330 Million gods

In Hinduism it can often be seen that there is a plethora of gods from Ganesha, Brahma, Vishnu, Shiva, Krishna, Rama, and many many more. From a western perspective it’s a very hard concept to grasp. One may believe they understand from simply reading books that explain hinduism but even those books are all from a western perspective. Ronald Eyre thought the same and decided to go all the way to India and truly experience what Hinduism is all about.

I found the beginning of this short movie interesting when Eyre was interviewing his tour guide when he asked, “Are you telling me an image, a clay image, really contains god?” The guide responds “No, there isn’t god in it, but it is a symbol of god. These statues are just like a pointer.” and then the interviewer says, “But aren’t there some people you point… and they never understand what you’re pointing at so the whole of their lives they’re actually looking at your finger?” Which made me think of the Buddhist analogy of a finger pointing at the moon, it basically means that even though someone points to the moon to show you it’s brightness, the finger itself is not the moon. A more modern analogy could be the menu in a restaurant can tell you how delicious all the food is but it is not the meal itself.

Another section I found very interesting was how holy the Ganges River is. It is said that “the Ganges is considered pure because no microbe can stay alive in it.” It really show how faithful Hindus are, it can clearly be seen how dirty the water is. For my SLS class I had to read a book called “The Promise of a Pencil”, and in the book Adam Braun travels to India and jumps into the Ganges even though the tour guide told him not to and that it can get him very ill. Braun believed that this was one of the most holy and spiritual experiences he has ever had because of how much belief the Hindus really have towards the power of this river.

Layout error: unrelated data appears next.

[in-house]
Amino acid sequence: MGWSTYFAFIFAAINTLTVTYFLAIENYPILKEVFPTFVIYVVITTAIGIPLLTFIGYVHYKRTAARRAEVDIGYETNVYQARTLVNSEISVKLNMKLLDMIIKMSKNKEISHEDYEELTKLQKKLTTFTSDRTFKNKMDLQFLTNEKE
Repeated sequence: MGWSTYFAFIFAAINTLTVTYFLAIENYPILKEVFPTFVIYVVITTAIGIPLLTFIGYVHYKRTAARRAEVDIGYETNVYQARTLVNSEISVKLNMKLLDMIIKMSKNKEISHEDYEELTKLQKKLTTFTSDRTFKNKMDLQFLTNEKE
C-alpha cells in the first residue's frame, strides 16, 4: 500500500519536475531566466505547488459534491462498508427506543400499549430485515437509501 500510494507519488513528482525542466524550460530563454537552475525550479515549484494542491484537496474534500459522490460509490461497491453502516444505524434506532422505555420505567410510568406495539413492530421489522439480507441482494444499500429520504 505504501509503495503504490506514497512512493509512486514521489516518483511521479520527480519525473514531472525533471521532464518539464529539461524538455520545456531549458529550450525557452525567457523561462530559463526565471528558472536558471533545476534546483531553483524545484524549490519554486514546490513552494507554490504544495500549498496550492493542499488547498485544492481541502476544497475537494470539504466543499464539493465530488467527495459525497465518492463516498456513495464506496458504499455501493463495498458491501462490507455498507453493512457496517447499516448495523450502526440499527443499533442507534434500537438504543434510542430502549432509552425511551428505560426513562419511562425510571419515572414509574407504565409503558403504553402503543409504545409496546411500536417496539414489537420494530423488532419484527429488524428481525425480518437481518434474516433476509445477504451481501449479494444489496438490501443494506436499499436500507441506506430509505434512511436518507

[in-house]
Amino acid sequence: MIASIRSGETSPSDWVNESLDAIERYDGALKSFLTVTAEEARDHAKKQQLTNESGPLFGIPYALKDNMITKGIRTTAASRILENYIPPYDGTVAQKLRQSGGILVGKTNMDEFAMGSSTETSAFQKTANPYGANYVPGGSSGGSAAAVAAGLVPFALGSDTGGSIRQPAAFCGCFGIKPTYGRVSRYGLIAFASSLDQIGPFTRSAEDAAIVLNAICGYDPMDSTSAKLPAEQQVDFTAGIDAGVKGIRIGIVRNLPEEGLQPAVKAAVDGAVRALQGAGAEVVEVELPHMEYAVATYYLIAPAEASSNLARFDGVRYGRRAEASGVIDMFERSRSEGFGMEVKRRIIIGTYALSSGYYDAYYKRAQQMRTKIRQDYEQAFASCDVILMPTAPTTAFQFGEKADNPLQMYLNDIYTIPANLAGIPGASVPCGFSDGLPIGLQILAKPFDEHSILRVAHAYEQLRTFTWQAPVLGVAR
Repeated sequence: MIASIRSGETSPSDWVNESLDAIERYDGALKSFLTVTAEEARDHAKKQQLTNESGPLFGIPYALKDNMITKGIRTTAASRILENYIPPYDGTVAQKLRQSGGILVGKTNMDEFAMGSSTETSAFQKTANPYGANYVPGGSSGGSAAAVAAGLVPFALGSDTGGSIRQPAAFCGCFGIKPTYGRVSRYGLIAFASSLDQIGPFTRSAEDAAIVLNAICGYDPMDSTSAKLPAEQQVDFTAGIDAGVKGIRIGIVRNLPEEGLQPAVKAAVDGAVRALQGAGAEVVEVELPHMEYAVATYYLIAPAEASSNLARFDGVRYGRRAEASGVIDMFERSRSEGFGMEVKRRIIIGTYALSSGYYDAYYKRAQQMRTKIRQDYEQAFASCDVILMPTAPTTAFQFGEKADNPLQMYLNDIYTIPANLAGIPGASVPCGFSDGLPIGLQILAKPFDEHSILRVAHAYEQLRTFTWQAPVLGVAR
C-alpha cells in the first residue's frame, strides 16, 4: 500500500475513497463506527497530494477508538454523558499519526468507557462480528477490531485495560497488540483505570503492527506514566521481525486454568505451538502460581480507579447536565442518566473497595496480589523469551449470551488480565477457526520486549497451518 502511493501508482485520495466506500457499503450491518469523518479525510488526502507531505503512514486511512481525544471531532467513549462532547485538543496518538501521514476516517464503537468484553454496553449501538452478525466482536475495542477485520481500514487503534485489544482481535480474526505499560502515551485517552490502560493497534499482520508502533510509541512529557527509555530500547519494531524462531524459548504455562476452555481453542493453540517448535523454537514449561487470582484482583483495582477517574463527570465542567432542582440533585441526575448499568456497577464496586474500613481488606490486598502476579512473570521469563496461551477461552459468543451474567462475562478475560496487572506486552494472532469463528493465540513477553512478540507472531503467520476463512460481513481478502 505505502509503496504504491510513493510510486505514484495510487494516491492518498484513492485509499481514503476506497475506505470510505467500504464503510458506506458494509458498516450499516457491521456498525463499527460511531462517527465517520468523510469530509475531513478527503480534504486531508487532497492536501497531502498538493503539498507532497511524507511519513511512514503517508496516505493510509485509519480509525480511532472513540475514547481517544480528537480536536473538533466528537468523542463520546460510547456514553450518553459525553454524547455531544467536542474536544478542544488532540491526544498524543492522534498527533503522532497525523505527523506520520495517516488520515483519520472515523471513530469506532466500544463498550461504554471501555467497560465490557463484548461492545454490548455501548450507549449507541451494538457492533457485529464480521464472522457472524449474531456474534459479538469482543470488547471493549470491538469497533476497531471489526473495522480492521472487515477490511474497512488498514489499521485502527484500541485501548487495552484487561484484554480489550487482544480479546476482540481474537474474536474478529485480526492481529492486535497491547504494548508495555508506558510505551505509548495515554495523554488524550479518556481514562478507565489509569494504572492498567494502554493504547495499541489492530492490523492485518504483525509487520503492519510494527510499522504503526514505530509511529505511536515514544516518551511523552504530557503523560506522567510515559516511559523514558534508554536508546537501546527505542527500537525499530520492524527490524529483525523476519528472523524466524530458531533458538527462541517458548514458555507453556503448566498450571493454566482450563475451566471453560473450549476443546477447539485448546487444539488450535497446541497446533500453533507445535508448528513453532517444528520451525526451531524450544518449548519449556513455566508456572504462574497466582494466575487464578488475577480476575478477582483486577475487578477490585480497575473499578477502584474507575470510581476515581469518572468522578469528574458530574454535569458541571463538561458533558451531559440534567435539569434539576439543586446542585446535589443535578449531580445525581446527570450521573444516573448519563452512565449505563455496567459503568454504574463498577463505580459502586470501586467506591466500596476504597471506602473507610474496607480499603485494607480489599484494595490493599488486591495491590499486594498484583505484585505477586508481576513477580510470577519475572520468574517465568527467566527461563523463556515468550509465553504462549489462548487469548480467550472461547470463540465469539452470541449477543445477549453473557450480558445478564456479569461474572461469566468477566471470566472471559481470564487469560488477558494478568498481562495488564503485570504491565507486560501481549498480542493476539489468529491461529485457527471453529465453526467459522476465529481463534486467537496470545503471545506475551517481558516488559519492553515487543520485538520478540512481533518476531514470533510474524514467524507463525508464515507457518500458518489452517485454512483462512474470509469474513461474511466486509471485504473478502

One thing I found a little confusing was the man in robes that left his village and was found 14 years later. He said to renounce his name, belongings, title, and even caste. Does this mean he has reached moksha? But isn’t leaving your caste a bad thing, he clearly wasn’t in the Brahmin cast but he’s basically like a monk/priest now. It’s known in Hinduism that it’s better to fulfil your caste poorly than to go out of your caste.

Overall I found it really eye opening to see India and Hinduism in video. I am very ignorant to what goes on in India even though it is the country that has the largest population in the world now. Another thing I found surprising is how well everyone spoke English, until I Google searched it and saw that English is an official language of India after Hindi. I’m glad I got to see different levels of devotees from children to ones who seem to have reached Moksha.

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